Sewing up the hole in your favourite jeans may not be the first thing that comes to mind when you think about your local cafe, but repair cafes offer an opportunity to do just that. The Goodlife Centre is a space where you can enjoy a cuppa while learning the lost art of fixing. We spoke to Alison Winfield-Chislett, a self-proclaimed “repair activist” and founder of the London based workshops, to find out why she’s teaching everything from darning socks to furniture making.
Think back to when you first moved out, remember that one mug which got used for absolutely everything - soup, tea, cereal? Fast forward a few years and you’ve probably accumulated a lot more ‘stuff’, but how much thought goes into what happens when those things reach the end of their working life? The majority of it probably heads to landfill - a concept that Alison regards as peculiar: “I’m always very fascinated by this phrase ‘throwing away’. There is no ‘away’. If you take your broken kettle and walk it to the top of the landfill and plonk it on the top, that’s where away is.”
Alison has a point. It won’t be long until we run out of landfill sites. It’s already estimated that by 2020 there will only be 50 landfill sites left in the entire country. And the alternatives to landfill sites aren’t great either, one option currently being discussed is to burn what can’t be recycled - an equally unsustainable solution. So what’s the answer? Recycling can only offer an answer to part of the problem, as not all household belongings can be repurposed or made into something new.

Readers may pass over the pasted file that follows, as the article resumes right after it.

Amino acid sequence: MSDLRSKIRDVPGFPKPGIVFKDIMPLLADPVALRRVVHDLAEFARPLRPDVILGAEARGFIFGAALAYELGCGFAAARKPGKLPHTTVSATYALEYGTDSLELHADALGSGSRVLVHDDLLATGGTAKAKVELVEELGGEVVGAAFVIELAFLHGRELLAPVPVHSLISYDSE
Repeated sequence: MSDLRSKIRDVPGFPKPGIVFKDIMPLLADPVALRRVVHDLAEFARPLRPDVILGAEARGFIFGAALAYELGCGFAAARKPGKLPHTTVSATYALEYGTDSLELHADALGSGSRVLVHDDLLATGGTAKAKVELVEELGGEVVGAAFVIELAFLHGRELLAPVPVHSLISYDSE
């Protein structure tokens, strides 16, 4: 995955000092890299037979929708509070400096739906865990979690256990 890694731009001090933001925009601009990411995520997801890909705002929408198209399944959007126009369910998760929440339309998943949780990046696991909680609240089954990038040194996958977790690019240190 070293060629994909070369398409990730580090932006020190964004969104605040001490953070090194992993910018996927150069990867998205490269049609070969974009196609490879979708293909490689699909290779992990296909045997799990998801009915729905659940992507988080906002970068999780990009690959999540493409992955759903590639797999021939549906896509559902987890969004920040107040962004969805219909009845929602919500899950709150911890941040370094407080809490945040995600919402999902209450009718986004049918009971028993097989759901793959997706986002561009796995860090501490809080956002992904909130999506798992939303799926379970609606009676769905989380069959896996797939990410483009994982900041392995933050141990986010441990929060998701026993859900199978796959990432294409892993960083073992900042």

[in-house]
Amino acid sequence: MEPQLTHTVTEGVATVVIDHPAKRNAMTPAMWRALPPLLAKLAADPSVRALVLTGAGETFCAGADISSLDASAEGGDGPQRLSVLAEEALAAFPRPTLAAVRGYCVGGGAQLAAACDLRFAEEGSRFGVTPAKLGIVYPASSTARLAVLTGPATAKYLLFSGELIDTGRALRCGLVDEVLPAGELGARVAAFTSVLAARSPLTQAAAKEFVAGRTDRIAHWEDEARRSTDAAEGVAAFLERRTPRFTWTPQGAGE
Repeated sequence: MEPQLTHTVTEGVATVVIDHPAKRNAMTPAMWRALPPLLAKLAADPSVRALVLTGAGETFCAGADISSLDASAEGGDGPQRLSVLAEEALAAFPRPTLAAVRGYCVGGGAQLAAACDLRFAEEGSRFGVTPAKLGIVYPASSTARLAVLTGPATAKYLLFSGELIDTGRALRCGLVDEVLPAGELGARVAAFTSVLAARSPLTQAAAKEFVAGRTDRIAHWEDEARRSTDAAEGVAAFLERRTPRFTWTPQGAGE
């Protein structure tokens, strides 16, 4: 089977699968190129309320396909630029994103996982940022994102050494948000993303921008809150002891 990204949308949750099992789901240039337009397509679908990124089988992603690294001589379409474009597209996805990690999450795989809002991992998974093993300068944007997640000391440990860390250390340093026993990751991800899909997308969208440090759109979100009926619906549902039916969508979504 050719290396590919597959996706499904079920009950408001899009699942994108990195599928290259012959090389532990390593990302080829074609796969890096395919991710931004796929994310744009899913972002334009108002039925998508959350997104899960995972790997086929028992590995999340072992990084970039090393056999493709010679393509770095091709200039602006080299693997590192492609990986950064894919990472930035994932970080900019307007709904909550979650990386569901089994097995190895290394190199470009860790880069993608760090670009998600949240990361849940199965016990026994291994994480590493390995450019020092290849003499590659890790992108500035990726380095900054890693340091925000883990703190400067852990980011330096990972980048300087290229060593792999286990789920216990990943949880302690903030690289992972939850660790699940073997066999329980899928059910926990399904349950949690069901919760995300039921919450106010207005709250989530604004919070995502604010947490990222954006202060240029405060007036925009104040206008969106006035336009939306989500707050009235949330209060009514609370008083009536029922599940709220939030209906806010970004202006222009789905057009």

Extending the lives of our belongings can make a huge difference. Alison highlights why it’s important to think before you buy: “Consider what the rest of the object’s life is going to be. If you can hold something back from landfill then that’s best, because until we find a way to recycle more of our things, then our discarded possessions will just sit on the landfill heap.”
But not all of us are equipped with a full set of ‘fixing’ abilities. That’s where repair cafes and workshops come in. Alison set up The Goodlife Centre seven years ago after reading an article on repair cafes in the Netherlands. She realised she had the expertise and tools to set up her own, so asked tutors to volunteer and began running different workshops on everything from woodwork to upholstery.
The centre now runs over 60 different workshops, which are open to anyone who is interested in learning how to revamp things. Alison says: “All sorts of people come along. Some parents bring their children, which I think is marvellous because it’s encouraging a new generation to look at a broken thing differently. There are no guidelines to what people can bring along, if it’s broken we’ll have a go.”
Workshops vary from free community repair events that last an afternoon, up to year long courses, which teach skills in far more depth. The growing popularity of these classes seems to suggest a resurgence in the make do and mend mentality - with over 1580 registered repair cafes and workshops existing globally. And as well as a rise in repair cafes, we’re also seeing a rise in repurposing tutorials and guides on how to make clothes last longer, showing a move away from disposable possessions.
But Alison is keen to show that there’s more to repairing things than simply saving money: “I like to see someone’s face when something is returned to them that they thought was broken. I just love to see the pride people have in repairing something themselves.”
Studies have proven that indulging in hands-on or creative activities can be extremely beneficial for the mind, while fixing something and learning how it is made helps us to respect our material possessions more. Alison says: “We can’t be proud of a throwaway society anymore, we have to learn to take care of things. It gives us a greater connection to our belongings.”
If you’re feeling motivated to mend, you needn’t do it alone. Why not find your local repair cafe or workshop and give your belongings a new lease of life?